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Court-appointed advocate molests up to 20 kids

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PostPosted: Thu May 29, 2008 10:11 am    Post subject: Court-appointed advocate molests up to 20 kids Reply with quote

Billy Dan Carroll - is a Court-Appointed Special Advocates, or CASAs, often work with Child Protective Services, and a youth leader at a local church, and last but not least a Pedophile

Court-appointed advocate molests up to 20 kids
Texas entrepreneur filmed having sex with children as young as 3 years old

Police have seized video tapes of court-appointed advocate molesting as many as 20 children. He is being charged with aggravated sexual assault of an 8-year-old girl under his care earlier this month.

Billy Dan Carroll, a 53-year-old entrepreneur and founder of a court-reporting firm, filmed himself having sex with several kids between the ages of 3 and 15, the Austin American Statesman reported.

"We don't know where it is going to end up, how many victims we may end up with," Austin police Sgt. Brian Loyd said. "There could be six. There could be 20. There is no telling."

Carroll told the girl's parents he wanted the 8-year-old and her sisters to spend the night with his family, but he did not reveal that his wife and daughters were away for the weekend. According to the child, he asked if she wanted to play a game. Then he blindfolded her and sexually assaulted her. The little girl immediately told her sisters who were in another room following the incident.

"He was thought of as a family friend," Loyd said.

Police said Carroll also recorded himself having sex with two unconscious adult women. Investigators are attempting to identify the victims, and the Austin authorities are asking anyone with information about the crimes to contact local police.

Court-Appointed Special Advocates, or CASAs, often work with Child Protective Services and assist in mentoring youth. CASA executive director Laura Wolf said Carroll was suspended last week. He passed national and state background checks, an advocate screening process and was cleared with CPS. Carroll had volunteered since 2004, working with young children for four years before his arrest.

"We were completely shocked and really heartbroken about it," Wolf said. "This individual has glowing references from people who had known him for years."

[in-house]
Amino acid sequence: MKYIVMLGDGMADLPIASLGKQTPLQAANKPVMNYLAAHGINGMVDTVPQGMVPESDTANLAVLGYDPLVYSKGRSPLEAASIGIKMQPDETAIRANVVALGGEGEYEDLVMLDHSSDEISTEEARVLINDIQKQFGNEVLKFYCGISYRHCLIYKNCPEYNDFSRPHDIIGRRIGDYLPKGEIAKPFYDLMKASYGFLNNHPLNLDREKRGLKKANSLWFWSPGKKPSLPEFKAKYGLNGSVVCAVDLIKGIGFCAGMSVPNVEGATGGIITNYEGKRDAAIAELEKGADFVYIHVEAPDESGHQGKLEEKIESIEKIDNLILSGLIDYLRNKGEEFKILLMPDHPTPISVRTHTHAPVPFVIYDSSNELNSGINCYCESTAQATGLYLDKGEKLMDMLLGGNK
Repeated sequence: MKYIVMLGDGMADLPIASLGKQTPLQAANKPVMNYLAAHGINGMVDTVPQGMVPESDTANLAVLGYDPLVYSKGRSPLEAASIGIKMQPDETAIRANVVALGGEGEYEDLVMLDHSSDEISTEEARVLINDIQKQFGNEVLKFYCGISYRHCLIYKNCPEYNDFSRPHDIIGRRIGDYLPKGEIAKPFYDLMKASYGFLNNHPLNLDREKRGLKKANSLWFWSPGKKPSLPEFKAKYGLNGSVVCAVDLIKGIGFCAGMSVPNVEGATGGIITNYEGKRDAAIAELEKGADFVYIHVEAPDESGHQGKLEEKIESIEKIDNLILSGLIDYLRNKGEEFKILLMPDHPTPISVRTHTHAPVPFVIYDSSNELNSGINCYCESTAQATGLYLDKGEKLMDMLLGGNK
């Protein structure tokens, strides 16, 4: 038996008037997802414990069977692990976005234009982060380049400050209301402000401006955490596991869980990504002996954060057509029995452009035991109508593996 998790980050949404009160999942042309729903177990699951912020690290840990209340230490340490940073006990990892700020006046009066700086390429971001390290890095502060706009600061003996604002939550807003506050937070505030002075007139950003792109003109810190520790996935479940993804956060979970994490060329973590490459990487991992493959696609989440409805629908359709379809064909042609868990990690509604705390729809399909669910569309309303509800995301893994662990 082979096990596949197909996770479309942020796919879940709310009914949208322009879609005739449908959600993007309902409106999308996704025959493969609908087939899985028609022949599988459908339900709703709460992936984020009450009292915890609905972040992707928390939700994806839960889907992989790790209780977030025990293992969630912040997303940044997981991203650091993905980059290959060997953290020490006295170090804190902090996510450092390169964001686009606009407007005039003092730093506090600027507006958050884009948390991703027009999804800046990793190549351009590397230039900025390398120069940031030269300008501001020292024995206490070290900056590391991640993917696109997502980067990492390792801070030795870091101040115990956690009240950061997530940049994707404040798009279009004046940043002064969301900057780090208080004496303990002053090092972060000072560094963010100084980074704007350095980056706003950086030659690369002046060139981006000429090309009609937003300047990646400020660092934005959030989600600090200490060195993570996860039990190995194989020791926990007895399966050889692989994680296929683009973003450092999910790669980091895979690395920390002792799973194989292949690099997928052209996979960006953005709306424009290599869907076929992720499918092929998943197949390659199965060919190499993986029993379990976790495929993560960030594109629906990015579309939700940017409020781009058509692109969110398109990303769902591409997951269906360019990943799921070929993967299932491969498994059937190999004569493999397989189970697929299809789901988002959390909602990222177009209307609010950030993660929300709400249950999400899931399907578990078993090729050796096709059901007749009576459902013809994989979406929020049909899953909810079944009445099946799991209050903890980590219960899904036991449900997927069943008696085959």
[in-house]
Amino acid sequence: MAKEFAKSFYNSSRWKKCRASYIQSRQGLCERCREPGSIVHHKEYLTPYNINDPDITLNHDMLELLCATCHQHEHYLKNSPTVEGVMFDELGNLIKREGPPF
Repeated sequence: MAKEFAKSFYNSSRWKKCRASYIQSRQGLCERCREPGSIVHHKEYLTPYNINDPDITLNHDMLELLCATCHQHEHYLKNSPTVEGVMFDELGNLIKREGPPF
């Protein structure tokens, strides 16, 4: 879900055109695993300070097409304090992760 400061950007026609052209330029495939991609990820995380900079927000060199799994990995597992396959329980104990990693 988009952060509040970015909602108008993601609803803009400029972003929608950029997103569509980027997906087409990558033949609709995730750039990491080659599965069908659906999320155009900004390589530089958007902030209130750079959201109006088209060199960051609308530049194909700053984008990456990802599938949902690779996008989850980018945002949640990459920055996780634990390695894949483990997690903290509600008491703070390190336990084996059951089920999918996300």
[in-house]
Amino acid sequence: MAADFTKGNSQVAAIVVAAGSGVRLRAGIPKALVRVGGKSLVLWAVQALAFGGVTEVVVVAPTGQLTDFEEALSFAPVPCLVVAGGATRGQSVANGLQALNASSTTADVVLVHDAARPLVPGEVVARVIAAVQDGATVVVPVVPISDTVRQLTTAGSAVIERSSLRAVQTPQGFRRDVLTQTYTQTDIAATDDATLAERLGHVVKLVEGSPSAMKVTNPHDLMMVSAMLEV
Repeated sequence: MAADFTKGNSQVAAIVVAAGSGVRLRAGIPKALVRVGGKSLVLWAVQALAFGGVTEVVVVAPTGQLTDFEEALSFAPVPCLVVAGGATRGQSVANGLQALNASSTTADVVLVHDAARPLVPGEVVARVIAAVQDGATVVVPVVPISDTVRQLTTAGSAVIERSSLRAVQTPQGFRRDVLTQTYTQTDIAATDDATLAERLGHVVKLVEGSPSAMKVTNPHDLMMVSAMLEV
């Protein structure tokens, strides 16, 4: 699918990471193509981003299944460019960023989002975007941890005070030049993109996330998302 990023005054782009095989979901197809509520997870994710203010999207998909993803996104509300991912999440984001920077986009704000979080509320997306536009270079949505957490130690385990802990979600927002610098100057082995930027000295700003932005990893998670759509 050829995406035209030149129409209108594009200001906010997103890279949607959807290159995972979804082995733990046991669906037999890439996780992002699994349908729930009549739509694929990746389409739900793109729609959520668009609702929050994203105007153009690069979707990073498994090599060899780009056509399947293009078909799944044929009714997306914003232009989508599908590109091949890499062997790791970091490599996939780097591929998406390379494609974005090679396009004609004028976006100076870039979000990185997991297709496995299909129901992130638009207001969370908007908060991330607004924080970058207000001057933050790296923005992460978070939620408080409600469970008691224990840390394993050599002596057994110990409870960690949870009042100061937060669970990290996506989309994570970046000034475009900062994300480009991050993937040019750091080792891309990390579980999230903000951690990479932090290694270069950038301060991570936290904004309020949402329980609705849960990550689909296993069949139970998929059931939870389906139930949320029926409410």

Carroll's company released a statement with the following message:

"It goes without saying that those of us at Fredericks-Carroll are shocked and saddened by this news. Our company was certainly not aware of any of the allegations underlying Mr. Carroll's arrest, and we condemn any criminal behavior that may have occurred."

Police have spent several days sorting through all of the evidence. Authorities seized several incriminating videos, photographs and computers from Carroll's home May 21. His bail is set at $2 million.

Carroll is a youth leader at a local church, and is married with two children.

Charity: UN peacekeepers, aid workers abusing kids
By EDITH LEDERER 5 hours ago

UNITED NATIONS (AP) U.N. Secretary-General Ban Ki-moon expressed "deep concern" Tuesday after a leading children's charity said it uncovered evidence of widespread sexual abuse of children at the hands of U.N. peacekeepers and international aid workers.

The report by Save the Children UK, based on field research in southern Sudan, Ivory Coast and Haiti, describes a litany of sexual crimes against children as young as 6.

It said some children were denied food aid unless they granted sexual favors; others were forced to have sex or to take part in child pornography; many more were subjected to improper touching or kissing.

"The report shows sexual abuse has been widely underreported because children are afraid to come forward," Jasmine Whitbread, chief executive of Save the Children UK, told Associated Press Television News.